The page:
Today Senator John McCain is scheduled to stop at the Enrico Fermi 2 nuclear power plant near Monroe, Michigan. He has been a big cheerleader for greatly expanding nuclear power all across the nation. As he has made this a major piece of his energy policy he has also frequently insisted that nuclear power is completely safe. In trying to make this case, it seems strange that McCain will take a tour of a reactor that sits right next to one that suffered a meltdown and was promptly shut down. It will be interesting to hear McCain’s comments about how safe nuclear energy is while standing in such close proximity to a big reminder of its real dangers.
McCain has often commented on the U.S. Navy sailing ships around the world using nuclear power and how they have never had an accident. Actually, the U.S. Navy reported a leak in one of its nuclear-powered submarines just last week. That recent incident created quite a set of problems with our friends in Japan, where some of the leaking likely happened. That still didn’t stop the Arizona senator from using the same line in his stump speech in Racine last week.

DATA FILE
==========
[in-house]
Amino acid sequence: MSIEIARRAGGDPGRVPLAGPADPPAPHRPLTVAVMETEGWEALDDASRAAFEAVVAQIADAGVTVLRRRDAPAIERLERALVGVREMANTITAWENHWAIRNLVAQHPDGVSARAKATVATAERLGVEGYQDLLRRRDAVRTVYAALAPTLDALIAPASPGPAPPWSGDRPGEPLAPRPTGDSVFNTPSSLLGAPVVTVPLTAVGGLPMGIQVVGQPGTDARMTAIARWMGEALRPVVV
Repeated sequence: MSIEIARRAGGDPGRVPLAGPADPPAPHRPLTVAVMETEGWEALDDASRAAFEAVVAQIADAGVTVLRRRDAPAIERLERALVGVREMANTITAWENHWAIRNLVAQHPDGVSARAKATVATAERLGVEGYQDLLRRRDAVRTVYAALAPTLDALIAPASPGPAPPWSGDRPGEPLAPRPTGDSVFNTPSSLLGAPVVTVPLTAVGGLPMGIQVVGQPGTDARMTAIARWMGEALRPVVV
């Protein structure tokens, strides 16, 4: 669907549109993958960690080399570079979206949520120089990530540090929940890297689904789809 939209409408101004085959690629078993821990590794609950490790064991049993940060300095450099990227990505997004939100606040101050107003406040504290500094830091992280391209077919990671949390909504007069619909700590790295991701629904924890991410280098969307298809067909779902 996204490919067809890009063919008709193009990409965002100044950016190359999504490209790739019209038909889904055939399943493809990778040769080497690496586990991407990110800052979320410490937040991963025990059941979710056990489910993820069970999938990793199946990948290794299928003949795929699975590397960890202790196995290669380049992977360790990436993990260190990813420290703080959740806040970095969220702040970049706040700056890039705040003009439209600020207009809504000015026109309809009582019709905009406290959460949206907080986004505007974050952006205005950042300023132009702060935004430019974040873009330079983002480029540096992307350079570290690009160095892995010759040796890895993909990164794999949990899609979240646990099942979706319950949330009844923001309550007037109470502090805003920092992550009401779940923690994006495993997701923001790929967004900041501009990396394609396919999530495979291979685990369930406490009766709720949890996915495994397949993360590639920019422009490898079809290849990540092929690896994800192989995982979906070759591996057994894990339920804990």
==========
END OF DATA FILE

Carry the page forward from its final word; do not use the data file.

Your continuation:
By promoting a massive increase in nuclear power, it is also incumbent on McCain to explain how all of the nuclear waste that his plan will generate will be transported and warehoused safely. Even though he is now touting how safe his nuclear plan would be, earlier in the year he admitted that he was not comfortable with waste being transported through his own home state of Arizona. So does this mean that John McCain is perfectly fine with shipping nuclear waste through every other person’s backyard except his own? If he is so confident about its safe transport now, why wasn’t he earlier this year? What has changed besides him being in the midst of a presidential campaign?
John McCain’s claims should not go unchallenged and he should be asked the tough questions that he has recently avoided. McCain has opted for convenient political talking points on the stump but has had a total meltdown when it comes to addressing the difficult realities involved with his nuclear plan.